Articles related to legal cases
How to Write a Law School Case Brief - About.com
Procedural History: Record what has happened procedurally in the case up until this point. The dates of case filings, motions of summary judgment, court rulings, ...
Landmark Cases in Adoption Law - About.com
To understand adoption law and policy, one must understanding the important legal cases involving it. Landmark cases are those that significantly change ...
Why Should I Write Case Briefs - Law School - About.com
This is a great question, and really, you don't need to write out a case brief for each and every case you read throughout your three years of law school; some ...
Adoption Court Cases - About.com
Important court cases that have influenced adoption law and foster care. Read up on these cases to learn more about adoption law.
What Is a Case Brief for Law Students? - Law School - About.com
Attorneys write appellate briefs or briefs in support of motions or other court pleadings whereas law students' case briefs concern one case and summarize ...
Supreme Court Decisions on Privacy
In the cases listed below, you will learn more about how the United States Supreme Court has developed the concept of "privacy" for people in America.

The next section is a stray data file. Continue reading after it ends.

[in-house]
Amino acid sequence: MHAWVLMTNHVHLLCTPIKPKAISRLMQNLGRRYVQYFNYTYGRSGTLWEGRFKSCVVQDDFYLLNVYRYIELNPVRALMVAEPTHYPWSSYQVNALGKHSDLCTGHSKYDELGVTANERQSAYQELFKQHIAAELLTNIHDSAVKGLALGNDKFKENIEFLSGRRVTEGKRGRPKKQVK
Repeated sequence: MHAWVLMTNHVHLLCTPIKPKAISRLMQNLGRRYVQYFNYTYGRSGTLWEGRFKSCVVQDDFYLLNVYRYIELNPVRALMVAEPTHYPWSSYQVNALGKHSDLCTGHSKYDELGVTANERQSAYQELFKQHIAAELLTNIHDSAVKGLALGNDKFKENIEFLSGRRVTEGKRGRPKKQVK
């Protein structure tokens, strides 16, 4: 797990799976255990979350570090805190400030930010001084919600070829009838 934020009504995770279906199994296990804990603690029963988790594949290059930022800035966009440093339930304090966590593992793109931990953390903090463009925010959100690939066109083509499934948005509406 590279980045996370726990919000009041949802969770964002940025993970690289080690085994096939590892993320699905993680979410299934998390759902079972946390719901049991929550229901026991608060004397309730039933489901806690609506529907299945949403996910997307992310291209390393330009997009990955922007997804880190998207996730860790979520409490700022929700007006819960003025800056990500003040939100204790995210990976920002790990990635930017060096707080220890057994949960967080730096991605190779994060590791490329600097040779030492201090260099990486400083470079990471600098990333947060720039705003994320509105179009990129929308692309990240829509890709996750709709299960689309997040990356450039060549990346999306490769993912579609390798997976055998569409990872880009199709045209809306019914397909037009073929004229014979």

Adoption Law and Adoption Court Cases - Find More Information on ...
Legal information, the court and adoption process, legal terms used in adoption law, and legislation. Find adoption court cases that brought about the current ...
Better Parent - How to Win a Child Custody Case - Single Parents
Your child custody hearing is coming up, and you want to win child custody instead of going through a long, drawn out battle. Find out what to expect in court and ...
Plessy v Ferguson - Court case of Plessy v ... - American History
Plessy v Ferguson was a Supreme Court decision that upheld the separate but equal doctrine. Learn more about this key court case with this profile.
Key Supreme Court Cases and the Fourteenth Amendment
Learn about the key Supreme Court cases in which the fourteenth amendment was used to extend aspects of the Bill of Rights to the states.